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If you’re a brick-and-mortar business owner, you quickly identify patterns in your customer foot traffic, especially around the holidays when achieving your sales goals depends on both timely and quality service. If you’re an e-commerce business owner, like many of Curalate’s 1,000+ customers, it’s really no different: holiday sales are crucial to success and they […]

If you’re a brick-and-mortar business owner, you quickly identify patterns in your customer foot traffic,
especially around the holidays when achieving your sales goals depends on both timely and quality service.
If you’re an e-commerce business owner,
like many of Curalate’s 1,000+ customers,
it’s really no different: holiday sales are crucial to success and
they depend heavily on your site’s reliability.

At Curalate, we take great pride in maintaining
high availability and low latency for our client integrations throughout the year.
But over the “Black Fiveday” period—Thanksgiving through Cyber Monday—and
the week leading up to and including the day after Christmas,
we see a roughly 5x increase in network requests to our APIs from our clients’ sites.
Therefore it’s crucial that we both design our systems to handle that increased load
and perform load testing on the systems ahead of time to prove that our designs work.

This post describes how we carried out load tests of our infrastructure to prepare for the holiday traffic increase on our APIs.
Additionally, it highlights how our approach towards dynamic scalability reduces costs by avoiding over-provisioning.

Load Test Planning

Our first question was: what volume of traffic can we expect?
To answer that, we consulted the last several years of data describing our holiday traffic load pattern.
Second: what are the important dimensions of that traffic?
For example, do we expect a majority of the traffic to be cached or uncached?
Do total requests matter or only instantaneous load?
Since a previous blog post
discussed cached versus uncached testing,
this post focuses on API request rate.

Total requests in a day is interesting,
but only suggests an average requests-per-second (RPS) rate.
The metric we’re mostly interested in is the daily peak RPS rate.
This gives us an idea of the busiest moment in our day, and
if we can handle that rate,
we should have confidence that we can handle lesser request rates at other times.

Peak requests-per-second

Consulting our historical data, we observed that Black Fiveday typically
has a daily peak RPS that is 5x higher than the normal peak rate during September of the same year.
With this in mind, we calculated the 5x peak RPS rate from our September 2018 data, and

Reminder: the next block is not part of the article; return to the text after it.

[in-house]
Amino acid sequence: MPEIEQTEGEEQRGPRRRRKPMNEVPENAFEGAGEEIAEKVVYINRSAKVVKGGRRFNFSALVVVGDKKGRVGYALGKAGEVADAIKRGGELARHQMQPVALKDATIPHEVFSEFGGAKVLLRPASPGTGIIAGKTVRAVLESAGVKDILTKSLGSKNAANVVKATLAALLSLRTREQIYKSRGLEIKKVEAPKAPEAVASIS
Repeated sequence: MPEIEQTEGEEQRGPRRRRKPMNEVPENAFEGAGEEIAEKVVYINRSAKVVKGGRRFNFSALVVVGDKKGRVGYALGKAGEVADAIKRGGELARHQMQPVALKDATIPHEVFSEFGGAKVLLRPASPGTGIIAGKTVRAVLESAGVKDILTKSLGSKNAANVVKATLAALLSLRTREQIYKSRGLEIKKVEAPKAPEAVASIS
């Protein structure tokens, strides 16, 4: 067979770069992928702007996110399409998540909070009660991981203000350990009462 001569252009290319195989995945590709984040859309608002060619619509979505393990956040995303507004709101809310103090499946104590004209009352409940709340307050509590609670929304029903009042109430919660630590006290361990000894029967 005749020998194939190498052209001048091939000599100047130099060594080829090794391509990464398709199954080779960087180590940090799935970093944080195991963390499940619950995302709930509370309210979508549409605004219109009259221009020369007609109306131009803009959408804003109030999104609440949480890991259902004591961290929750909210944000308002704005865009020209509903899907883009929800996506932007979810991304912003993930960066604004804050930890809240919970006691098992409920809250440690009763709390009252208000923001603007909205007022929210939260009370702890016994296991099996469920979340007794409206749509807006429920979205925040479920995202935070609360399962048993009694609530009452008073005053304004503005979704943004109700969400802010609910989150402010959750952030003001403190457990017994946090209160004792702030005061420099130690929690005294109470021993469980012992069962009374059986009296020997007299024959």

then used some simple bash scripts (described in the next section)
and other tools to steadily increase our API request load to the predicted maximum rate.

The below graph shows the Daily Peak RPS rate on our API over the course of the entire fourth quarter (September through December, 2018).
November 5th shows the internal load generated using the script below targeting our expected 5x traffic increase.
November 24th (Black Friday) and December 5th were our two highest peaks for publicly-generated traffic to our API by end-users.

So, how’d we do? Well, we were spot-on with our prediction! Next year we’re predicting winning lottery numbers 😉.
In truth, we didn’t expect our prediction to be that close to the exact peak traffic load, and
it’s a reasonable question to ask if we should have tested a little higher given the actual load.
I can understand arguments on both sides.

Load Test Execution

Our 2017 holiday load testing blog post
already shared details on the different load tests we performed (cached & uncached, various API endpoints, etc.),
as well as some example output of the tool,
so this post reproduces just one of those scripts here for context.
To execute the actual load test, we once again used Vegeta this year,
as we enjoyed our experience using it last year.

The following bash script shows how we use Vegeta to slowly increase the request rate to a specified API endpoint:

#!/bin/bash

#  File: load-test.sh
# usage: ./load-test.sh <api endpoint> <start rate> <rate step increment> <step duration> <max rate> <test tag>

if [ $# -ne 6 ]; then
  echo "usage: $0 <api endpoint> <start rate> <rate step increment> <step duration> <max rate> <test tag>"
  exit 1
fi

Target=$1
StartRate=$2
RateStep=$3
StepDuration=$4
MaxRate=$5
Tag=$6

CurrentRate=$StartRate

while [ $CurrentRate -le $MaxRate ]; do
  OutputFile="test-$Tag-$MaxRate-$CurrentRate.bin"
  if [ $CurrentRate -lt $MaxRate ]; then
    echo $Target | ./vegeta attack -rate=$CurrentRate -duration=$StepDuration > $OutputFile